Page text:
Homicide Evidence Collection

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Spencer Stewart 12/4/2014 Troy University CJ 4442 Homicide Investigation & Evidence Collection In the United States a homicide occurs about 40 times a day according to a report compiled by the FBI in 2011. Homicide investigators along with crime scene investigators have to take on the daunting task of finding out who committed the crimes. Several steps are taken during the process of the investigation starting from the arrival at the scene to the notifying the next of kin to the victim. The primary responsibility of everyone involved in a homicide investigation is to document everything they saw, what they heard, what they did, and when they did it. All actions taken on by all responding officers will impact the success or failure of…show more content…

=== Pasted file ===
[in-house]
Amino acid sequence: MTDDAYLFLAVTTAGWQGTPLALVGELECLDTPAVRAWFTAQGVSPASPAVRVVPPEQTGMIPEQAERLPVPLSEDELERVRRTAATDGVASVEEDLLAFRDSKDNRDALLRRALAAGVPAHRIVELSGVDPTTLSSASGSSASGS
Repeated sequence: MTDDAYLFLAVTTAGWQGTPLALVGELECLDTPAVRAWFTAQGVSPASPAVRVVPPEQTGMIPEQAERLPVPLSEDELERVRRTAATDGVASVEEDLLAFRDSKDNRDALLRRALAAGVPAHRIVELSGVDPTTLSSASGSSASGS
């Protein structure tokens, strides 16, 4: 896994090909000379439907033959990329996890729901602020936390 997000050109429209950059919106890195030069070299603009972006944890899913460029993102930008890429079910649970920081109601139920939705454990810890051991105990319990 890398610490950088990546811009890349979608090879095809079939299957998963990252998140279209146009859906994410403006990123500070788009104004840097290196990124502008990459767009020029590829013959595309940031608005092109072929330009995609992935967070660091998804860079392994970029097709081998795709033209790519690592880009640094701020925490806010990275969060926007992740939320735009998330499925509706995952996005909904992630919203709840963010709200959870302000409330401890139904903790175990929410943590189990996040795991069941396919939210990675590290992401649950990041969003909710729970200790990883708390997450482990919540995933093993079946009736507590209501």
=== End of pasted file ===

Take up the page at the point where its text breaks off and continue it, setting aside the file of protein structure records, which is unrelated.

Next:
First, assess the scene of the homicide to determine the level of investigative response necessary. As is with the first responding officer the initial investigator must first assess the scene of the crime. The investigator makes sure to record the time, weather conditions, and other preliminary information including information about the first responding officer. Next the investigator will interview the first officer on the scene making sure he has completed all the mentioned above. Interviews should also be conducted with any other emergency personnel at the crime scene (Geberth, 1996). Like the first responding officer keep the witnesses separated so that their perception of what happened is not influenced by one another. The next step is to examine the victim carefully by taking the same route in and out of the scene as other personnel has taken. The investigator should then take control of the crime scene by checking the perimeter and expanding it if need be. The witnesses should be transported so that they are not with each other. Identifying the victim becomes the next priority while establishing the extent of the scene. Homicide Investigators then proceed to safeguard all evidence and arrange for crime scene technicians to arrive on the scene (O'Hara, 2003). If they are not available in the area they proceed to photograph the scene. Investigators then take careful watch for fragile evidence such as tire impressions or fibers. The investigator will then assign officers to document the scene as they proceed to look for evidence in the crime scene. All pictures taken should include a ruler or some other type of measuring device used to record the size of each photographed piece of evidence. All personnel in the perimeter of the homicide scene are required to not upset the crime scene in its state by not doing simple things

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